The theory guiding John's ministry rested upon the two-fold assumption that God is man's Ultimate End and that man's goal in life is to return to his original innocence in which his body conforms to his spirit, and his spirit to God.1 In this theory, God is not a distant and future goal, but an immediate and present Object to be sought in all human activity. Nor is He an abstract philosophical or theological ideal, but a Living Person toward Whom one should continually direct the strength of his being--his faculties, operations, desires, and emotions--by conscious acts of the will.2 Rather than fostering a disembodied spirituality, this conscious centering of psychological energies upon God leads one--supernaturally, naturally, spiritually, temporally, and bodily--to completion as a total human being. The spirit is not only freed for God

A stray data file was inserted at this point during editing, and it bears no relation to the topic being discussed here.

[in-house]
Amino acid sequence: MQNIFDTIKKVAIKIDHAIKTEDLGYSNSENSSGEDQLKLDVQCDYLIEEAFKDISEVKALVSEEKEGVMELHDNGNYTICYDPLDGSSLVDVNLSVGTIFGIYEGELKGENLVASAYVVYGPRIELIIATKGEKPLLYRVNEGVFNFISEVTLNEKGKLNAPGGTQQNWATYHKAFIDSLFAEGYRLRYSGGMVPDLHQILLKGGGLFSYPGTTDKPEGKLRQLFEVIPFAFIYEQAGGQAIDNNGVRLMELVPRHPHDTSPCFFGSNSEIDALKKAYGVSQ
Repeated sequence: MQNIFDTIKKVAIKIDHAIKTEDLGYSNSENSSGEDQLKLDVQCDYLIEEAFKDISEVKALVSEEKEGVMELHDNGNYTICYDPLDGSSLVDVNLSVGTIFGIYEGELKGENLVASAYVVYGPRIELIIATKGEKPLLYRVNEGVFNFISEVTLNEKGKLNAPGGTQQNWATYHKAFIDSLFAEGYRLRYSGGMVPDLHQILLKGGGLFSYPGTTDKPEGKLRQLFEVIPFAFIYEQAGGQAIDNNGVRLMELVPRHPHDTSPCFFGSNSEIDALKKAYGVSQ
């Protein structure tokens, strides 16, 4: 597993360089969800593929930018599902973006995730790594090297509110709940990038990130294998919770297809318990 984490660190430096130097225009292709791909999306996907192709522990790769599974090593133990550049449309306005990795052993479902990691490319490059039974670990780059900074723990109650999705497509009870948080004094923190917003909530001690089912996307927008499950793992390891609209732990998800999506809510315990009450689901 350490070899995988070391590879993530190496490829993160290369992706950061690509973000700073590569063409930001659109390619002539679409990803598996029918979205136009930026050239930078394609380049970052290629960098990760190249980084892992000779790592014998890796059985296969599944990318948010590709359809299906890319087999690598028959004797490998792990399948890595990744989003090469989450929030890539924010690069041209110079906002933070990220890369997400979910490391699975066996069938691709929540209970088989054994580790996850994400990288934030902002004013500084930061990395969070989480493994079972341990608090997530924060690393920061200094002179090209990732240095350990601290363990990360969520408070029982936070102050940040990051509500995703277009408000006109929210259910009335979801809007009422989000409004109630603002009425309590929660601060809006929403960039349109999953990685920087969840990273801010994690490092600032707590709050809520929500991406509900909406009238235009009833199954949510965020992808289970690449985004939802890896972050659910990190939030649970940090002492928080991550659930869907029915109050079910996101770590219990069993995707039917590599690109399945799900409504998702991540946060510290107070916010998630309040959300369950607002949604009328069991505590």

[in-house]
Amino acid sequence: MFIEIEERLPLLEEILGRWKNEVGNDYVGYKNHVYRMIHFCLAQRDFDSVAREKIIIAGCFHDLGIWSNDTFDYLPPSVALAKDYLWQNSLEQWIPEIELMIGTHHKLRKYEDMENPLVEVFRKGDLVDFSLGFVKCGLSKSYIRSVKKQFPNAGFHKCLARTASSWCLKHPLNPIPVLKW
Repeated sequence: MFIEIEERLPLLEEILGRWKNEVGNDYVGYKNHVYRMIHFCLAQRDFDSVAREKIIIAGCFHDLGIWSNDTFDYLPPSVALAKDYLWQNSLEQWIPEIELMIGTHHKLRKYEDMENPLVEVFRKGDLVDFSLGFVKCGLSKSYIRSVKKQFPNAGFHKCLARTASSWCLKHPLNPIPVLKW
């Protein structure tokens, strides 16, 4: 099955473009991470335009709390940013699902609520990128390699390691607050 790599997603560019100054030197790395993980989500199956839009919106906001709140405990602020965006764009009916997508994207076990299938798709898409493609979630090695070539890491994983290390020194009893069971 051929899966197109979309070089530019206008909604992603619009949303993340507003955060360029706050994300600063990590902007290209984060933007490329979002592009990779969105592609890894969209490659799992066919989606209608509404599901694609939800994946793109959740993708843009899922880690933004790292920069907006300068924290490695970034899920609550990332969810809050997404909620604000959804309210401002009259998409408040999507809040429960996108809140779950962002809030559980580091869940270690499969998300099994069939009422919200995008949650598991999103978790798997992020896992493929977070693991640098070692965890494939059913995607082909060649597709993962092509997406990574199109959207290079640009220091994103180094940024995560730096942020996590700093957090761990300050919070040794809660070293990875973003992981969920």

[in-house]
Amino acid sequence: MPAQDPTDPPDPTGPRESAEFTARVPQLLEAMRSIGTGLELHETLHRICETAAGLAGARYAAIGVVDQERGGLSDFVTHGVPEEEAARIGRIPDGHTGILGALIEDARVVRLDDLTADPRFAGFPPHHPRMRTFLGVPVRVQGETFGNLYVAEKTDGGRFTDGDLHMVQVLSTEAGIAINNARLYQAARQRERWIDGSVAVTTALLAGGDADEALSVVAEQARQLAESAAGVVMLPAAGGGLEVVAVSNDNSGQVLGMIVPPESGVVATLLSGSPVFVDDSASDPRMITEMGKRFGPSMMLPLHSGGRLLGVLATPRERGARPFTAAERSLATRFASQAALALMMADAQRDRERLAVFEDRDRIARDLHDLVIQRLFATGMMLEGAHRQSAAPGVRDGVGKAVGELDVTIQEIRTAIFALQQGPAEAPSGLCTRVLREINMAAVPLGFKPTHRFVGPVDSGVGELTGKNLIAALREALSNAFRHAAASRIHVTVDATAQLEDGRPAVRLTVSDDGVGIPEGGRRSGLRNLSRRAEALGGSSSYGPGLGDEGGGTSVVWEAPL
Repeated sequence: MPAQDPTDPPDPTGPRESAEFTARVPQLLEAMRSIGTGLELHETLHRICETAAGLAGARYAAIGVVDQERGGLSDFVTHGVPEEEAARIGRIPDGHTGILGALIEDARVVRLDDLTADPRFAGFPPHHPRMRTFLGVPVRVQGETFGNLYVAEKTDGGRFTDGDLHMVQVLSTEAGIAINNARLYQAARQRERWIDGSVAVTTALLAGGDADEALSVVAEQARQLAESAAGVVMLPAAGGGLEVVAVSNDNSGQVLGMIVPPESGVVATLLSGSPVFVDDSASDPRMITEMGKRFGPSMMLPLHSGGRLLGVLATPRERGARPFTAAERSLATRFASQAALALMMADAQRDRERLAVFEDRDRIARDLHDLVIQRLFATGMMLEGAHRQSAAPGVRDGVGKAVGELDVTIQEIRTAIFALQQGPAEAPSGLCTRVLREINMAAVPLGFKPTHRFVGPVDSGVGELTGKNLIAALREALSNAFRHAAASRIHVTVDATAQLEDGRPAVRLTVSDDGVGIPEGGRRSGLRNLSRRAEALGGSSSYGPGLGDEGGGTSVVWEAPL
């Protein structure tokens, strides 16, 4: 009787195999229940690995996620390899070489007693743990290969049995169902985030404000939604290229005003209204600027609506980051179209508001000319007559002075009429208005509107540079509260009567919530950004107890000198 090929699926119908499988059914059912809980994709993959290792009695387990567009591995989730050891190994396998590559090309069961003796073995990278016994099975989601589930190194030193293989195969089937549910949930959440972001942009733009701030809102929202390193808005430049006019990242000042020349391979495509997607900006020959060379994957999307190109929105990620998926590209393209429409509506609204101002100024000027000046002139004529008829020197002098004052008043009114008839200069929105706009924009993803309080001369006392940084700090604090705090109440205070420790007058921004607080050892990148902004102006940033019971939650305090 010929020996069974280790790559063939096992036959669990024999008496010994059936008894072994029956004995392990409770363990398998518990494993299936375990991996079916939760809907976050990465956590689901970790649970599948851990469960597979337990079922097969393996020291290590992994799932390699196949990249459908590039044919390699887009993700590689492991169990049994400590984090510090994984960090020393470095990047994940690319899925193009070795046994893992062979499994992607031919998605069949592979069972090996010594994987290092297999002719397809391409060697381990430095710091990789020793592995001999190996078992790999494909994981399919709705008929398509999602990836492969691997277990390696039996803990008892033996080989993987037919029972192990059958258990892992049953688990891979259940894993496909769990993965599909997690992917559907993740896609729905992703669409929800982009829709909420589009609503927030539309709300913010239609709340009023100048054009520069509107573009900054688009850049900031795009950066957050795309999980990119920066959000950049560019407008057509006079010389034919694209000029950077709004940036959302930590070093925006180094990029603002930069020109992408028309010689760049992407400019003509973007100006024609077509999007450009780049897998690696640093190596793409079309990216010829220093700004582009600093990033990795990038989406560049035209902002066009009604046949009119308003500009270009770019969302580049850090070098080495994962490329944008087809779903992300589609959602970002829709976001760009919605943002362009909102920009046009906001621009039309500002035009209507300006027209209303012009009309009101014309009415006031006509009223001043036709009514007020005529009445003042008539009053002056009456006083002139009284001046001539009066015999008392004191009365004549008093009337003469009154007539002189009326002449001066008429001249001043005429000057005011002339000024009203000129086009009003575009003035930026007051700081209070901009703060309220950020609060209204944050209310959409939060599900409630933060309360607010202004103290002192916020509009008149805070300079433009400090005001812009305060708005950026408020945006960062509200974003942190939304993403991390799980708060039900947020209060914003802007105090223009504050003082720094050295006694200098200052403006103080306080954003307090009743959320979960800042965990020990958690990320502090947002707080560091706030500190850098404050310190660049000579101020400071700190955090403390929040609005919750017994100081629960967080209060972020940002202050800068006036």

lA3,17,2; 19,9; 23,4; 26,5-6; 33,1; 45,1. See also pp. 126-27 in the doctrinal section above.
2A3,16,1-2; 20,3-4; 21,2; 22,6; 24,4&7; 26,7; 27,5; 28,6; A3, 37,2; 44,3.
and the practice of evangelical perfection, but all of one's human potential is also gradually realized.1
This fulfillment of human capacities may be seen in the natural benefits (provechos) which come to a person who directs his will to the service of God rather than seeking satisfaction in temporal, natural, sensory, or moral goods.He lives in interior peace, tranquility, and freedom of spirit. He responds with heightened awareness and sensitivity to the world around him, deriving intense joy from every creature. He performs good works with diligence, precision, prudence, perseverance, and in a manner as pleasing to other people as to God. He loves more people more truly, freely, and generously.2 In effect, John's description of the personal benefits (provechos) that follow from directing the strength of one's soul to God represent his theory of a fully functioning or self-actualizing person, one who finds joy in his service of God and delight in the effective use of his natural gifts.3